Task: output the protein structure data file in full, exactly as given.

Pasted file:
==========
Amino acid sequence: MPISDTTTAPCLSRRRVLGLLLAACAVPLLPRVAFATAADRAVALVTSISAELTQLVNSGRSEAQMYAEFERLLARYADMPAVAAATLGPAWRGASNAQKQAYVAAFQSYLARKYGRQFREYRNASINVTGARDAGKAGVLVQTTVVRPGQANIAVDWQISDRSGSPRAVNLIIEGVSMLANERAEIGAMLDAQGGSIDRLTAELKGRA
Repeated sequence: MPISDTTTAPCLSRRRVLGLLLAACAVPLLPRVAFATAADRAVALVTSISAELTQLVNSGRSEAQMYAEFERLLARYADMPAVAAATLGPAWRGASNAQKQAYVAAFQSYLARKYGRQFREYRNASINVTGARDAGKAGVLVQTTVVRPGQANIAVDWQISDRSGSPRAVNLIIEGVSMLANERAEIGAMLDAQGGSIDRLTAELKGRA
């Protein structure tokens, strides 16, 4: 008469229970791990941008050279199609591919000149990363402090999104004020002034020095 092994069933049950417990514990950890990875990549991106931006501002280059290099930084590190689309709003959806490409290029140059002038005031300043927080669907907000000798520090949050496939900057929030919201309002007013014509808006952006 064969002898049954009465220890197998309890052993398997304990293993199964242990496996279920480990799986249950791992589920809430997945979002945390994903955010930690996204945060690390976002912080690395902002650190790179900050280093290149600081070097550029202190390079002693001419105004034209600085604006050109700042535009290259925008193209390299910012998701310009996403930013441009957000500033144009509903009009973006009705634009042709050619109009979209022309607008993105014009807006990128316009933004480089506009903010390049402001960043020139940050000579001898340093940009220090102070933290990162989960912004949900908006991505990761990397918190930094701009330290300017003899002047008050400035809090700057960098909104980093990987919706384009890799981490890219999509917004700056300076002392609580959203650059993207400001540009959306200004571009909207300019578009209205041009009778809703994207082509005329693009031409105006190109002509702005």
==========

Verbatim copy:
Amino acid sequence: MPISDTTTAPCLSRRRVLGLLLAACAVPLLPRVAFATAADRAVALVTSISAELTQLVNSGRSEAQMYAEFERLLARYADMPAVAAATLGPAWRGASNAQKQAYVAAFQSYLARKYGRQFREYRNASINVTGARDAGKAGVLVQTTVVRPGQANIAVDWQISDRSGSPRAVNLIIEGVSMLANERAEIGAMLDAQGGSIDRLTAELKGRA
Repeated sequence: MPISDTTTAPCLSRRRVLGLLLAACAVPLLPRVAFATAADRAVALVTSISAELTQLVNSGRSEAQMYAEFERLLARYADMPAVAAATLGPAWRGASNAQKQAYVAAFQSYLARKYGRQFREYRNASINVTGARDAGKAGVLVQTTVVRPGQANIAVDWQISDRSGSPRAVNLIIEGVSMLANERAEIGAMLDAQGGSIDRLTAELKGRA
């Protein structure tokens, strides 16, 4: 008469229970791990941008050279199609591919000149990363402090999104004020002034020095 092994069933049950417990514990950890990875990549991106931006501002280059290099930084590190689309709003959806490409290029140059002038005031300043927080669907907000000798520090949050496939900057929030919201309002007013014509808006952006 064969002898049954009465220890197998309890052993398997304990293993199964242990496996279920480990799986249950791992589920809430997945979002945390994903955010930690996204945060690390976002912080690395902002650190790179900050280093290149600081070097550029202190390079002693001419105004034209600085604006050109700042535009290259925008193209390299910012998701310009996403930013441009957000500033144009509903009009973006009705634009042709050619109009979209022309607008993105014009807006990128316009933004480089506009903010390049402001960043020139940050000579001898340093940009220090102070933290990162989960912004949900908006991505990761990397918190930094701009330290300017003899002047008050400035809090700057960098909104980093990987919706384009890799981490890219999509917004700056300076002392609580959203650059993207400001540009959306200004571009909207300019578009209205041009009778809703994207082509005329693009031409105006190109002509702005």